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PwC: European Commission misses opportunity on audit reform

01/12/2011 16:12
The European Commission’s proposals to reform the audit market represent a missed opportunity to learn the lessons of the crisis, meet the needs of investors and help enhance audit quality across the European Union.

PwC strongly supports reforms which enhance audit quality and remove artificial barriers to competition within Europe. There are therefore many aspects of the EC proposals which PwC supports including increased transparency arising from more informative audit reports, stronger audit committees, better two-way dialogue between auditors and financial services regulators, improvements to the mobility of auditors within the EU, and a review of audit firm ownership restrictions.

However, many of the measures proposed by the Commission, such as audit-only firms and mandatory audit firm rotation, will not have a positive effect. Such measures are likely to reduce audit quality and raise costs.

In addition, neither the Commission’s own consultation process nor recent independent survey evidence suggests there is widespread support across Europe for proposals such as audit-only firms and mandatory audit firm rotation.

Evgenios Evgeniou, Managing Partner of PwC Cyprus said: “There are lessons to be learnt from the financial crisis and we fully support evidence based legislative reforms that would enhance audit quality and remove barriers to competition. These include: auditor ‘EU passports’, which would increase mobility for suitably qualified professionals in the European Union; removing any artificial barriers to entry for smaller audit firms such as legal covenants which require the use of a large audit firm; and increased dialogue between the regulators and auditors, which would simultaneously enhance the value of audit whilst addressing other concerns around independence and market structure.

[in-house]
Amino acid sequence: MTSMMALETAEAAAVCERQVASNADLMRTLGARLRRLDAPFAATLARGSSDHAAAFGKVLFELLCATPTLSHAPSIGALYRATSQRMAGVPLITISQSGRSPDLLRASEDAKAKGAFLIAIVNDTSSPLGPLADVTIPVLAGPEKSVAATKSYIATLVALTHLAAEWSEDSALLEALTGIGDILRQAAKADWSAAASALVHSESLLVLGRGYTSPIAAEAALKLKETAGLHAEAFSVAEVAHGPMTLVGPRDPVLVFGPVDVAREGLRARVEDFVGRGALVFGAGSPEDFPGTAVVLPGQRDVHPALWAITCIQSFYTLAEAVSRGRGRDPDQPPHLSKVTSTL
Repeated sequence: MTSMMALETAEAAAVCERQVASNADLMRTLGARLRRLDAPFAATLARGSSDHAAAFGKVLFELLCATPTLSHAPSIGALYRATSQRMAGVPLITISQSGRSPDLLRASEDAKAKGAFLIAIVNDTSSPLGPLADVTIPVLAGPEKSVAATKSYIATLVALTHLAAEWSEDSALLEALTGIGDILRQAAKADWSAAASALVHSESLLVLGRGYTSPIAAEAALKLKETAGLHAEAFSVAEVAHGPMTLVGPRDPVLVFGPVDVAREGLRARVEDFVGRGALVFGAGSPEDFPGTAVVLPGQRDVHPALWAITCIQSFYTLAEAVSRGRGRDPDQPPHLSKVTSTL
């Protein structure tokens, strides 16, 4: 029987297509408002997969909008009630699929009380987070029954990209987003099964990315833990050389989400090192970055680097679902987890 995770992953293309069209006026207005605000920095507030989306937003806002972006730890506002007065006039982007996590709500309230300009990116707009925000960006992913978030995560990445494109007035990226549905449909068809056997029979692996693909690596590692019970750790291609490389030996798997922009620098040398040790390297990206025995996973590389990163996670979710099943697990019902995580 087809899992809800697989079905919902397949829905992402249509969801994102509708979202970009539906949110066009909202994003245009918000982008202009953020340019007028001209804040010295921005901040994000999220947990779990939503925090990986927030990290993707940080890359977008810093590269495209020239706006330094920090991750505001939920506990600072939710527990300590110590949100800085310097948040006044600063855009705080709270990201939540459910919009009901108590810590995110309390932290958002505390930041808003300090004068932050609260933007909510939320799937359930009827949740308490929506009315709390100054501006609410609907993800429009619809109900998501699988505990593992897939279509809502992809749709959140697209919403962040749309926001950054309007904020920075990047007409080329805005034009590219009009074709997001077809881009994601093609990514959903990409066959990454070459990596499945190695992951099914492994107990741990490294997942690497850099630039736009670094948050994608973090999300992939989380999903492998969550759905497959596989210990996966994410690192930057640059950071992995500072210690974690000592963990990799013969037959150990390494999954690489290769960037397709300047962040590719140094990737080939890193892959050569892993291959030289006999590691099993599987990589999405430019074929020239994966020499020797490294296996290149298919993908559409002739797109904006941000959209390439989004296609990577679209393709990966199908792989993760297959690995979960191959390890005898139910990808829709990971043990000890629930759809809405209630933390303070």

"However, we have to ensure that the focus of the debate remains on audit quality and building confidence in reported financial information, avoiding any superficially attractive proposals which could in practice have precisely the opposite effect for the businesses engaging the audit profession. These companies operate in a global environment and some of the proposals will add significant costs, increase regulatory complexity and threaten audit quality, all at a time of major financial upheaval and when growth is an imperative."